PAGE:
2012 In an interview with "Teen Vogue," "Spider-Man" actors Emma Stone and Andrew Garfield briefly touched on the obvious difference in the questions they are often asked in interviews. "They ask who is my style icon, what's the one thing that I can't leave my house without," Stone answered. And when Garfield responded saying he never was asked questions like that, her response? "You get asked interesting, poignant questions because you are a boy... It's sexism." Photo Credit: REUTERS/Alessandro Bianchi

2013 In its February 2013 issue, "GQ" magazine quoted Beyoncé in an interview, "You know, equality is a myth, and for some reason, everyone accepts the fact that women don't make as much money as men do. I don't understand that. Why do we have to take a backseat?" Photo Credit: REUTERS/Eduardo Munoz

2014 Jennifer Garner boldly took the stage of the 2014 ELLE Women In Hollywood event, stating: "The fact that there even needs to be a Women in Hollywood event is a little bit sad... I mean, the men in Hollywood event is every day — it's called Hollywood. Fifty-one percent of the population should not have to have to schedule a special event to celebrate the fact that in an art that tells the story of what it means to be human and alive, we get to play a part." Photo Credit: REUTERS/Mario Anzuoni TPX IMAGES OF THE DAY

2015 In an open letter for Lenny, actress Jennifer Lawrence opened up about being paid less than her male counterparts. "I didn't want to seem 'difficult' or 'spoiled' … This is an element of my personality that I've been working against for years, and based on the statistics, I don't think I'm the only woman with this issue. Are we socially conditioned to behave this way? … Could there still be a lingering habit of trying to express our opinions in a certain way that doesn't 'offend' or 'scare' men? Photo Credit: REUTERS/Mario Anzuoni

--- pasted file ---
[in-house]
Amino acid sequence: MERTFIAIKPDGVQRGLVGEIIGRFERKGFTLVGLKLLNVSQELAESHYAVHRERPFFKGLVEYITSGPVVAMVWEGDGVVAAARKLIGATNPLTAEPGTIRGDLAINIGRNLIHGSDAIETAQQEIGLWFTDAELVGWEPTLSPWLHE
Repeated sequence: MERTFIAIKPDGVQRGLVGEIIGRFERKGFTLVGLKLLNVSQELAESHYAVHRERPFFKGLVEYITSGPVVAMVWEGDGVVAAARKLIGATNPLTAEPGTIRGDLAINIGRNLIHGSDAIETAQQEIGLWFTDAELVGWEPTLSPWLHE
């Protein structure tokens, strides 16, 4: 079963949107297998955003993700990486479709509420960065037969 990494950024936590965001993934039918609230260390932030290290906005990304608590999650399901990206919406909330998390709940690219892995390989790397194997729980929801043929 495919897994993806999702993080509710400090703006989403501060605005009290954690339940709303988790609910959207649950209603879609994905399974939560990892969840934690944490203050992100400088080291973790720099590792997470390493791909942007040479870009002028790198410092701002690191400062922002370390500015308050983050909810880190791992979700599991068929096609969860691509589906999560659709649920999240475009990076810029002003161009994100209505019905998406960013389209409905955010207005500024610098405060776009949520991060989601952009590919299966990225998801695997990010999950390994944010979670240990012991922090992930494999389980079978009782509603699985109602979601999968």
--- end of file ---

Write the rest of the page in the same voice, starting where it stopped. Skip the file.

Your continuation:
2015 Upon winning her first Emmy, Viola Davis gave a compelling speech about diversity in Hollywood, beginning with a quote from Harriet Tubman. "The only thing that separates women of color from everyone else is opportunity," Davis began in her own words, "You cannot win an Emmy for roles that are simply not there." She dedicated to her award to all of the writers, like Shonda Rhimes, and actresses like Kerry Washington, Taraji P. Henson, and Gabrielle Union, who have "redefined what it means to be beautiful, to be sexy, to be a woman." Photo Credit: REUTERS/Mike Blake

2016 In an email interview with USA Today, Oscar winning actress Geena Davis told the news outlet that "the concept of diversity needs to include women, not be a separate topic," because even in 2016, "films and television do not reflect the real, diverse world — and the world is 51 percent female." Photo Credit: REUTERS/Mario Anzuoni

2016 "You have to be twice as good to get half of what they have," Kerry Washington told E! News of being a black actress in the industry. "The pressure to be extraordinary [is the] same for women... You just know, you have to be twice as good. In a way, until girls don't have that feeling, we will not have done our jobs." Photo Credit: JB Lacroix/WireImage